Japanese Hills : Part One
Kabutoyama (Helmet Mountain) lies at the edge of the Inland Sea in the Kansai district of Japan. It does indeed look like an ancient warrior’s helmet in the distance–but a fuzy one, as it is densely forested. We ambled along a woodland trail with Dr. Shimose, a metallurgist, and his family past stalks of susuki grass, groves of bamboos, and clusters of tall red pines. Picnickers’ smoke filled the already heavy air, and locusts of September droned and chirped while large crows squawked in the sultry sky above.
We soon arrived at the stone steps of Kanoji Dera (of the Buddhist Shingon-shu sect) at the foot of Kabutoyama. As incense poured out of the temple’s entrance, monks chanted in unison, sounding like some gigantic locust. We bowed our heads and said a prayer of thanks to Buddha for a safe journey across the Pacific to Japan where I would teach for one full year at Osaka Daigaku (Osaka University). Then, we skirted past the temple buildings (built of dark cedarwood), a giant gong, and a bright orange and white pagoda tower where the mountain trail began.
Just as we began our ascent, the gong bonged through the forest of Kabutoyama, giving a literal significance to the title of a novel I had been reading, Kawabata’s Sound of the Mountain. The rooftops of the temple and pagoda blended well with the surrounding pines, as though they were somehow an organic part of the forest. In his study on Japanese Buddhism, Daisetz Teitaro Suzuki writes that “the love of nature which is innate to the Japanese heart has been enhanced and given a far deeper significance by Buddhism.”
He further explains that the concept of kuyo, or paying reverence or adoration to nature, is at the core of Buddhism (a way of life). Kuyo rites include giving due respect to insects singing in the autumn field, to fishes caught in fishermen’s nets, or even to discarded artists’ brushes used to re-create nature in a painting. It is little wonder that Thoreau’s Walden is a deeply admired classic in Japan. In a sense Thoreau’s book is a kind of kuyo which celebrates the cycles of nature from summer to spring.
Several hundred feet higher, the temple of Kanoji was no longer in sight. Noticing spiderwebs all along the trail, I brought up the topic of Navajo spider legends of the Desert Southwest, which seemed to interest my Japanese friends. In ancient times a grandmother spider, who still resides in the Taylor Mountains of New Mexico, taught Navajo people their great art of weaving.] But our Japanese friends explained that Kabutoyama had several legends of its own. One has it that Gyoki, an ancient priest, heaped up soil to form this mountain and the depression of nearby Koya Pond; another tells of Jingu-Kogo, an ancient queen who buried her helmet in the mountain that gradually took its shape.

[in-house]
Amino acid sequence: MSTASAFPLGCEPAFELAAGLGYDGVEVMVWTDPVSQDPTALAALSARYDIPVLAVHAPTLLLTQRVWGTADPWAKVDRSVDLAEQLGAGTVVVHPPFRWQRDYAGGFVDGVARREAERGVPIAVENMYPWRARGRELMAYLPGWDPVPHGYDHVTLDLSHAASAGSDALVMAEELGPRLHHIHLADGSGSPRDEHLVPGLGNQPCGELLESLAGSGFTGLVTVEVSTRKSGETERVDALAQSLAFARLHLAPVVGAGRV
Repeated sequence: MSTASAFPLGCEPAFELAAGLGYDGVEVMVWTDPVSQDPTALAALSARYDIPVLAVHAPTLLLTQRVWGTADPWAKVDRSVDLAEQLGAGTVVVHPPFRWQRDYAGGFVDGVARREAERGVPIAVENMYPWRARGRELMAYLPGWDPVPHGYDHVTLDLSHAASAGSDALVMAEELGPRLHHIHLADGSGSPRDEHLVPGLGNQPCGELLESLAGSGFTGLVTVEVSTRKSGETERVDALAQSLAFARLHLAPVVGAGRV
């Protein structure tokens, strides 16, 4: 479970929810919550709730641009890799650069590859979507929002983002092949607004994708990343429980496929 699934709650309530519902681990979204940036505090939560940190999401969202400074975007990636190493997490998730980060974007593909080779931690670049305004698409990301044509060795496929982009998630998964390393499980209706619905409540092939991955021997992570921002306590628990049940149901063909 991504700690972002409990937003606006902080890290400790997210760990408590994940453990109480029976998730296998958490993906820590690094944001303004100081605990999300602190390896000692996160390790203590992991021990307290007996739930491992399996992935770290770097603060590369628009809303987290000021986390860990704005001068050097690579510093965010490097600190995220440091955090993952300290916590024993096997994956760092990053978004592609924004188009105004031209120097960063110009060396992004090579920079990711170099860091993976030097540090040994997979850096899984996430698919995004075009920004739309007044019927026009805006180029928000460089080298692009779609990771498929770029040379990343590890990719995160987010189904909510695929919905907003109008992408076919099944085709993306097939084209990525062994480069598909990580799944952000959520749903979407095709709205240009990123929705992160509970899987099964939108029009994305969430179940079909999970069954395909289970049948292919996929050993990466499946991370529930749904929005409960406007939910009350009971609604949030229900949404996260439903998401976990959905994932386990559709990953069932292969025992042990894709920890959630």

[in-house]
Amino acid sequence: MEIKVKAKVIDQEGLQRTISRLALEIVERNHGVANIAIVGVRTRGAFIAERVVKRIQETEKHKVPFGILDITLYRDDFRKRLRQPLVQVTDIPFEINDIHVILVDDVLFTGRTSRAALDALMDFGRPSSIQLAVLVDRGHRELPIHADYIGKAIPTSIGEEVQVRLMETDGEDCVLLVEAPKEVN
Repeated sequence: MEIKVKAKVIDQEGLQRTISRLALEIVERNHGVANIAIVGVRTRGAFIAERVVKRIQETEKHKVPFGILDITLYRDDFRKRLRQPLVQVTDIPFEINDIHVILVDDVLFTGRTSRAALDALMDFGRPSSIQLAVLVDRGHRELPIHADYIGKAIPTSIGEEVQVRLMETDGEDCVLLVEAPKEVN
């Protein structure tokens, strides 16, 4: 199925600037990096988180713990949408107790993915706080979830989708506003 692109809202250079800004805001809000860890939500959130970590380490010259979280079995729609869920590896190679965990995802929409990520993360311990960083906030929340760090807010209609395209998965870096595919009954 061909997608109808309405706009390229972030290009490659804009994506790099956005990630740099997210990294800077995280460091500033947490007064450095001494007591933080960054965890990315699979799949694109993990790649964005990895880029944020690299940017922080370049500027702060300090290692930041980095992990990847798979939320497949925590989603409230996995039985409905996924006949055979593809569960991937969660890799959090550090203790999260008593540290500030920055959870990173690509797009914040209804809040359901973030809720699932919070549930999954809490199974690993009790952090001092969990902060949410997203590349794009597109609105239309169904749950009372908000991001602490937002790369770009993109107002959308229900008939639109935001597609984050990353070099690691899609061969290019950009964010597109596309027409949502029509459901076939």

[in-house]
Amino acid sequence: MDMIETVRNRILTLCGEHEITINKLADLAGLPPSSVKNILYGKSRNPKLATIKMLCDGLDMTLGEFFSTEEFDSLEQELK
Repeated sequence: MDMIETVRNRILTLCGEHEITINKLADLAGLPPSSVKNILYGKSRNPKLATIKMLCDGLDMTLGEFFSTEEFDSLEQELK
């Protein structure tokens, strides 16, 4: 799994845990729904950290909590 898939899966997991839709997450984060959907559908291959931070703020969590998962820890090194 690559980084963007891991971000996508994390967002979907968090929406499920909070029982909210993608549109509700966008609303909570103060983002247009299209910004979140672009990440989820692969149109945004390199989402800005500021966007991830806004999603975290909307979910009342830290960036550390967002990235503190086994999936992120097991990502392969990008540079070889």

Half way up the helmet, we all worked up a sweat; however, Dr. Shimose had a remedy. I never tasted anything so refreshing as cold mugicha (a roasted barley tea) from Shimose’s thermos jug. The heat of this Japanese rain forest reminded me of my readings of Himalayan expeditions where climbers must proceed through densely jungled foothills before the glory of ascending Everest or Annapurna. Locusts rang out as we paused to peer into the valleys below where all of Osaka and Nishinomiya seemed to spread out endlessly.
At last we emerged from a steep, thick forest onto a flat, hot summit of Kabutoyama, slightly less than a thousand feet above the Inland Sea. It would take at least twelve Kabutoyamas to make one Mount Fuji that we would climb almost a year later. We had read in the papers that morning that Fuji San received its first snow of the year above 12,300 feet. Unlike Fuji with its deep crater, the small crater of Kabutoyama had filled in over the years with soils and vegetation.
The view up here was superb into Osaka Bay, distant Wakayama Prefecture with sacred Koya Mountain rising in the distance, and many islands of the Inland Sea. Dr. Shimose, who had a Sidney Greenstreet kind of chuckle, tapped me on the shoulder and said “Look! A living Navajo legend!” In the sky, clouds (kumo ya) built up in the sky, and under our feet was a spider (kumo wa–but a different kanjicharacter) who built up its web from the base of several grass stalks. Dr. Shimose again chuckled. After some more swallows of cold mugicha, we turned around to hike down the back side of the helmet of Kabutoyama to the accompaniment of squawking crows. By the time we reached home at Nigawa Takamaru, clouds darkened over the summit of Kabutoyama. I sensed that I would be climbing more hills in the near future.